LUNCHEON OF THE BOATING PARTY

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Susan Vreeland

Luncheon of the Boating Party, the novel and the painting, depicts the summer of 1880, an exuberant postwar time when social constraints were loosening, Paris was healing, and Parisians were bursting with a desire for pleasure. The fourteen painted figures on the terrace overlooking the Seine enjoying this moment of la vie moderne are Renoir’s very real friends, whose lives unfold and connect during the course of the making of the painting. Seven of the models are viewpoint characters who reveal in their own voices the events of their lives during the weeks in between painting sessions.

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Luncheon of the Boating Party, the novel and the painting, depicts the summer of 1880, an exuberant postwar time when social constraints were loosening, Paris was healing, and Parisians were bursting with a desire for pleasure. The fourteen painted figures on the terrace overlooking the Seine enjoying this moment of la vie moderne are Renoir’s very real friends, whose lives unfold and connect during the course of the making of the painting. Seven of the models are viewpoint characters who reveal in their own voices the events of their lives during the weeks in between painting sessions. Their chapters take us into Paris – to the Ile de la Cité, to Montmartre, to a dance and pleasure garden, backstage at the Comédie-Français and the Folies-Bergère. Chapters from Renoir’s point of view take us to his studio, the Café Nouvelle-Athènes frequented by artists and writers, his neighborhood crémerie which has its own set of amusing characters, place Pigalle, a string of Montmartre cabarets, the Tuileries gardens, and, of course, the Louvre. Besides the fourteen models, the novel has a rich cast of characters from all social classes – Alphonse and Louise Fournaise, engaging proprietors of the Maison, Edgar Degas, the writer Guy de Maupassant, an influential and legendary art dealer, a rich patron, a passionate art supply dealer and his quirky wife, eight fully-developed characters who have something to do with the painting, and ten more of lesser importance. Although some chapters appear to take us far afield from the posing, what goes on in these chapters always impacts the painting – everything is woven together like a canvas. Through it all, there is the eternal Seine, an ever-changing backdrop, city and country, a gentle influence on the characters, and thus on the painting.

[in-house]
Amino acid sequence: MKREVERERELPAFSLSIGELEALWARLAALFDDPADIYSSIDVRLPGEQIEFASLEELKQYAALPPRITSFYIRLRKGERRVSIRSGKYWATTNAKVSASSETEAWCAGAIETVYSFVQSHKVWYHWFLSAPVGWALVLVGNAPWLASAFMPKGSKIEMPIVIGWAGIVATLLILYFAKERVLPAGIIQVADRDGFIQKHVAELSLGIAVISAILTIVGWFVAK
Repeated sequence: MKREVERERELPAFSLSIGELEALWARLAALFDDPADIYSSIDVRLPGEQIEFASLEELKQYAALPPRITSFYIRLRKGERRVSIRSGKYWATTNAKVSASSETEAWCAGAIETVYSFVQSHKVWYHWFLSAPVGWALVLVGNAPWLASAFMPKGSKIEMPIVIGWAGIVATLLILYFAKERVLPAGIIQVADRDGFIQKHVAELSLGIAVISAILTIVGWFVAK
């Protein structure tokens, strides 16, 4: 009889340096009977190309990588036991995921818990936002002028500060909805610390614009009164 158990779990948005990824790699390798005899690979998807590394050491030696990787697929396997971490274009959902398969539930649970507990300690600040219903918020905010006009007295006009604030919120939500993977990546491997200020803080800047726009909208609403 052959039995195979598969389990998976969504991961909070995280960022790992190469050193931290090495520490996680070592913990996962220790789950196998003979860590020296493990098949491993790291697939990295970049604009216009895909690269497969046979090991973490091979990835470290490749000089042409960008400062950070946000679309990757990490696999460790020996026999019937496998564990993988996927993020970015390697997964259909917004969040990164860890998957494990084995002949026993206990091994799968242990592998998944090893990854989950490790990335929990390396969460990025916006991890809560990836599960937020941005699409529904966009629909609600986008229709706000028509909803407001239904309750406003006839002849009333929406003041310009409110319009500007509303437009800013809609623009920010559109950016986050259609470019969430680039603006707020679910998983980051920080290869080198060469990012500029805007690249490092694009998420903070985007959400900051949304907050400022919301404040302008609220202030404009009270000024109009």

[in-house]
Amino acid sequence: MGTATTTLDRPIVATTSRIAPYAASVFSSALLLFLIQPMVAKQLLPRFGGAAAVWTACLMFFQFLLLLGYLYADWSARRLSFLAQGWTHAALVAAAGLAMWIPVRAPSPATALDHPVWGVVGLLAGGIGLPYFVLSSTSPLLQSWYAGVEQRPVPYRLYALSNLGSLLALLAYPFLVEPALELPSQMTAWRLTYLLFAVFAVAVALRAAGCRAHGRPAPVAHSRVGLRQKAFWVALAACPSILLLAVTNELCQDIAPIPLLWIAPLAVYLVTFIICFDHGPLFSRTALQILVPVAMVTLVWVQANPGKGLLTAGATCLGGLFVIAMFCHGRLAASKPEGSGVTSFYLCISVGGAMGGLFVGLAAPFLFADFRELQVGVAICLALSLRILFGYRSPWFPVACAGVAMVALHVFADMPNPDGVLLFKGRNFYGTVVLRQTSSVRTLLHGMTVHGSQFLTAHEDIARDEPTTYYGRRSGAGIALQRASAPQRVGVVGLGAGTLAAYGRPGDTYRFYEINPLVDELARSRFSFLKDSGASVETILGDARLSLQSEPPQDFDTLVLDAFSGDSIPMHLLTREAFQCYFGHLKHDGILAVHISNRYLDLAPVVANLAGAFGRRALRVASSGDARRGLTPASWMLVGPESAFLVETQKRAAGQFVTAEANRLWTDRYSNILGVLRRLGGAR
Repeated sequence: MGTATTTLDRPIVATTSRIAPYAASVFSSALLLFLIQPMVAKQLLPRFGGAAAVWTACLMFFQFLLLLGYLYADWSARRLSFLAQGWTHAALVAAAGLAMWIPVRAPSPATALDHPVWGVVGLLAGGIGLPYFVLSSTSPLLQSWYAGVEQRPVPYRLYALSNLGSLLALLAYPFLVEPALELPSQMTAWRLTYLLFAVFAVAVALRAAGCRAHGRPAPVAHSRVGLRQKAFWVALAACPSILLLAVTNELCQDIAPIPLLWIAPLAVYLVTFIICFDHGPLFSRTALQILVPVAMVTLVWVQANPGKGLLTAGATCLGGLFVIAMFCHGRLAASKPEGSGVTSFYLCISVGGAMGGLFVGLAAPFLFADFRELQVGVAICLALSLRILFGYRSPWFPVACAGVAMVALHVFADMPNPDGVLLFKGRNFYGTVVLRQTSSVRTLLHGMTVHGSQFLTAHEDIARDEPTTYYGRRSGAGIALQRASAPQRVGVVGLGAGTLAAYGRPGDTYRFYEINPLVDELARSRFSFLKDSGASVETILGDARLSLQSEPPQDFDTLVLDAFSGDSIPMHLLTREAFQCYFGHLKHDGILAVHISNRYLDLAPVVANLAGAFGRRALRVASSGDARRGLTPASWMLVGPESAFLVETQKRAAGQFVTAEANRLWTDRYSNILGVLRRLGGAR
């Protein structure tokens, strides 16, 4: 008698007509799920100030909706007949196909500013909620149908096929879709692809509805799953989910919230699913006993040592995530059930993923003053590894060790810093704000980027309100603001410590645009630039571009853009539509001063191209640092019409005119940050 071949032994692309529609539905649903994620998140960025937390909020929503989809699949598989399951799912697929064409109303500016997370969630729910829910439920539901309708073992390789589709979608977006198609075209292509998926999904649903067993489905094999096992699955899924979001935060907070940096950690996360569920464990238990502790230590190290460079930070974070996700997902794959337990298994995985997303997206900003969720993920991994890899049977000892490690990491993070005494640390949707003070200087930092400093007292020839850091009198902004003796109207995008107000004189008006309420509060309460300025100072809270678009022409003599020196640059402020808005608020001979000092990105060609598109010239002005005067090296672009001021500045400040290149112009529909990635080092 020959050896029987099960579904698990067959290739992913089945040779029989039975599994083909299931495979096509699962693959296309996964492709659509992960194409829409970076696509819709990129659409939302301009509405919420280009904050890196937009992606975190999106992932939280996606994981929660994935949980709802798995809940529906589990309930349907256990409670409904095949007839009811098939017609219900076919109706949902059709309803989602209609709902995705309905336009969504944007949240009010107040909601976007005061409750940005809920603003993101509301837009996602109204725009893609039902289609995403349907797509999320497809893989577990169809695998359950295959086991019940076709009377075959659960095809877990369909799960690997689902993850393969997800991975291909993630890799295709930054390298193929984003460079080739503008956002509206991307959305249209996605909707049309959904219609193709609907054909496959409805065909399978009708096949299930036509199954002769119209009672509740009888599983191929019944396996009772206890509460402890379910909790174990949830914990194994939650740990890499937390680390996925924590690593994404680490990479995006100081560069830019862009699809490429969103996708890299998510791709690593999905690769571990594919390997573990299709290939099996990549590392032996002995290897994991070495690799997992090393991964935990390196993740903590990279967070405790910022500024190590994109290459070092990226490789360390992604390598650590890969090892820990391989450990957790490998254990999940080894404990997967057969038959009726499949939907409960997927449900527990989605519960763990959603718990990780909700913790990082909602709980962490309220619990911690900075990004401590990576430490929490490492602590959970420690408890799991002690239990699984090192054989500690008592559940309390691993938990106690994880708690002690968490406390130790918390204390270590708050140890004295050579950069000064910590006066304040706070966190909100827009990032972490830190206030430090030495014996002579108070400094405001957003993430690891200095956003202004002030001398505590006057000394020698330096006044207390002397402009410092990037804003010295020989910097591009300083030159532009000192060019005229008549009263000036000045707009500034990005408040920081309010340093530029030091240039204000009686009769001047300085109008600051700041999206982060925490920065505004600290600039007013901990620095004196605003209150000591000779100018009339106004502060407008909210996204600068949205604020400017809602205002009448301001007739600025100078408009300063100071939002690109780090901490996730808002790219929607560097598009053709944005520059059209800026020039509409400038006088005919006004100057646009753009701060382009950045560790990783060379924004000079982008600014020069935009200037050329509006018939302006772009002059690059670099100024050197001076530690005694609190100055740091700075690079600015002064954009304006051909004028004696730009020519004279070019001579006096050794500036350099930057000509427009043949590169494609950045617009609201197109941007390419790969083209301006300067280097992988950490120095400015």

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About Susan Vreeland

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